Complicating matters, Michael is still attached to his ex-girlfriend and Julien is the most sought after bachelor in Manhattan (and has hidden demons even his therapist can't extract). Anissa's heart and her communal ties pull her in different directions, as she seeks hope and renewal in a dark world.

WARNING: This book is about a young woman's difficult journey: her escape from Syria's Civil War, her transition to a new a country, and the relationships that she forms along the way, including her romantic interests in two very different men. The story is set against the backdrop of the Syrian Civil War and makes reference to violent acts, sometimes in detail. There is some occasional profanity and a few scenes that depict sexual intimacy. Accordingly, the recommended minimum age for readers is 16. The novel might be compared to books like "The Diary of Anne Frank" or "The Kite Runner."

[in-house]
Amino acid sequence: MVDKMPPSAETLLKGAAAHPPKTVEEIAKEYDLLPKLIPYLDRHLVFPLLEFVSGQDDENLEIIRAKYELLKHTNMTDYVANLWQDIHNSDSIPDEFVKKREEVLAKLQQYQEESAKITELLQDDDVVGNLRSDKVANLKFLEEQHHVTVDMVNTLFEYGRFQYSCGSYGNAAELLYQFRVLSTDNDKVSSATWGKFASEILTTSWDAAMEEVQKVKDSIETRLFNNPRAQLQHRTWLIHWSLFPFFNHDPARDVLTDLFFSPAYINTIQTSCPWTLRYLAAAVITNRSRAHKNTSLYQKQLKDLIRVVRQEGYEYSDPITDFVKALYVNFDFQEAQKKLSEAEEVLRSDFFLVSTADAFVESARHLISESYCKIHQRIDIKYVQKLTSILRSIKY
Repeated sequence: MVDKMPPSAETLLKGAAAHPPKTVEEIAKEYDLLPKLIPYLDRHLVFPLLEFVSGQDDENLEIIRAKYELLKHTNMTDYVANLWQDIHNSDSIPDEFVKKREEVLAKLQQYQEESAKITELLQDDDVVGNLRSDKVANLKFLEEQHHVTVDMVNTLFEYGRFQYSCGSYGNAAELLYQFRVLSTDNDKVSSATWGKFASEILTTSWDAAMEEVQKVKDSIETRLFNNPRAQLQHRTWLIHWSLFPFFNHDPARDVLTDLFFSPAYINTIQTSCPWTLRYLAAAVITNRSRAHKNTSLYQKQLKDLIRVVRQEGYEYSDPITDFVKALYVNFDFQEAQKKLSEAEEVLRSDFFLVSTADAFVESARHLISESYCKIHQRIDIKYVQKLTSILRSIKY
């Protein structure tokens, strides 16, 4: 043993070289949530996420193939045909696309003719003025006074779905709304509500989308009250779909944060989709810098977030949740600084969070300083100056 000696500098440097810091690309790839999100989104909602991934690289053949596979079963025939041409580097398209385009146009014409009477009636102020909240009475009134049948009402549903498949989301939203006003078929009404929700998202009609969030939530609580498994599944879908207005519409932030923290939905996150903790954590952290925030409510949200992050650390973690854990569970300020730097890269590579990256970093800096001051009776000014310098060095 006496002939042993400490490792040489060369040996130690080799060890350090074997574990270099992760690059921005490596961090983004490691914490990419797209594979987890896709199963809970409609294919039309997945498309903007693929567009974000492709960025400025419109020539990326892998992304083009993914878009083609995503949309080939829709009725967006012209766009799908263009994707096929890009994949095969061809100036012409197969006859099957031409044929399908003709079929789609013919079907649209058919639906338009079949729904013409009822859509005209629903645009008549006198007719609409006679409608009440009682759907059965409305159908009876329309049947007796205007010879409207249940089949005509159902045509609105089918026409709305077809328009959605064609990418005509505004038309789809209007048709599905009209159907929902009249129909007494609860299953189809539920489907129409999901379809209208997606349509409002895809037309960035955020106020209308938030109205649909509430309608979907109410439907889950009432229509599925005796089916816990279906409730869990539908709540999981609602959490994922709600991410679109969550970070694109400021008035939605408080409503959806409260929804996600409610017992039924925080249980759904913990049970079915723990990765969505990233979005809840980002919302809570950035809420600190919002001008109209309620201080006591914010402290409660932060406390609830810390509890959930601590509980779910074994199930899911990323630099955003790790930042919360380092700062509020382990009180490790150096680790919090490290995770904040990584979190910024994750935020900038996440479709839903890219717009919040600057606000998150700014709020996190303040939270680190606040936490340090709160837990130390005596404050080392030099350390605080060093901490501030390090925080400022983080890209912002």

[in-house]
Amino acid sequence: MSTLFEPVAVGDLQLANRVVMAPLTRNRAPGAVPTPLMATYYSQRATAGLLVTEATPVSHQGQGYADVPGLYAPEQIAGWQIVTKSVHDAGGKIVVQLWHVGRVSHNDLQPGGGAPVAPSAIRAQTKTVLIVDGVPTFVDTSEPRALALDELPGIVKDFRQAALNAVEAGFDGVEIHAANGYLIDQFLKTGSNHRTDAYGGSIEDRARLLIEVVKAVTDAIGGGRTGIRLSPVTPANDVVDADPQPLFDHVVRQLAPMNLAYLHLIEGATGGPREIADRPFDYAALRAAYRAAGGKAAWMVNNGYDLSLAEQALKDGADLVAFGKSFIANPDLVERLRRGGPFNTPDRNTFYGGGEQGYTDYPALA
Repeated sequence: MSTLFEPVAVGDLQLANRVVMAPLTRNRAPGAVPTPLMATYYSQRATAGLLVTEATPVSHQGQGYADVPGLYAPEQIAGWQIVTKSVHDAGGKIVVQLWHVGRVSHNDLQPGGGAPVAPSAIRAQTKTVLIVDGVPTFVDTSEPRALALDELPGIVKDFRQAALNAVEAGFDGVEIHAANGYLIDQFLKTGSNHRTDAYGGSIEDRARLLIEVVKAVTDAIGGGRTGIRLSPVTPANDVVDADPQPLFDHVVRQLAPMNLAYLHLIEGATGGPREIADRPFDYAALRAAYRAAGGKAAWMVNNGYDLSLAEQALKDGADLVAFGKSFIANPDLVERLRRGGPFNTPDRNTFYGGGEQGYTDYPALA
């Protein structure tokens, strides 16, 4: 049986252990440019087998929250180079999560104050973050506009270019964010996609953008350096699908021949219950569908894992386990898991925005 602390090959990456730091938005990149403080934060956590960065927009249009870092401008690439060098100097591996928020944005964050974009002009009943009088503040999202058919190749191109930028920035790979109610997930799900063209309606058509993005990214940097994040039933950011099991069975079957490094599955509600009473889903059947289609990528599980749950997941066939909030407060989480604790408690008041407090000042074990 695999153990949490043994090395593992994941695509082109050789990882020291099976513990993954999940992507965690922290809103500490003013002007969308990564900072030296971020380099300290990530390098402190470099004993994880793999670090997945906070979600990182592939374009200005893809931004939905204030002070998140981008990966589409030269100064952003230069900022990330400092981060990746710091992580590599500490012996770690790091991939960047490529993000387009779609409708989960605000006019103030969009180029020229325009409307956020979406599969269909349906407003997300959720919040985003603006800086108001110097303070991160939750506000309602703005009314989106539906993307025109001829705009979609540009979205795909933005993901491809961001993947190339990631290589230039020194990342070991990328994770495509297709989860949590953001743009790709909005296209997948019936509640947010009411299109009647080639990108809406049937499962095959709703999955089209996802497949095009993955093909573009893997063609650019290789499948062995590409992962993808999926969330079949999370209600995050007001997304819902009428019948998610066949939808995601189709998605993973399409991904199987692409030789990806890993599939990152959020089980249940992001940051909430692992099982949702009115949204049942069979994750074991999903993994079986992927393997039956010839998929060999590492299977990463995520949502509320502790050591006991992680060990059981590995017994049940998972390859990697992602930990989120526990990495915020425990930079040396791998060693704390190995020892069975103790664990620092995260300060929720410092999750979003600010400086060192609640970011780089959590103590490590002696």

Review: I actually read this book on the suggestion of one of my blog followers, Letty, who wanted to know what this book was like. Thank you for the suggestion! As soon as I looked into it I wanted to try it. I wanted to know more about the situation in Syria because personally, I didn’t feel like I knew enough.

This book was pretty good. It was written in diary format with two alternating points of view, but mainly Anissa’s. I really liked the main character, Anissa. She was a brave girl, someone who was hard working and determined to not let the society she ended up in sway her judgment and her own morals. She wasn’t someone who conformed to other people, and you know how much I respect that! So, awesome main character here,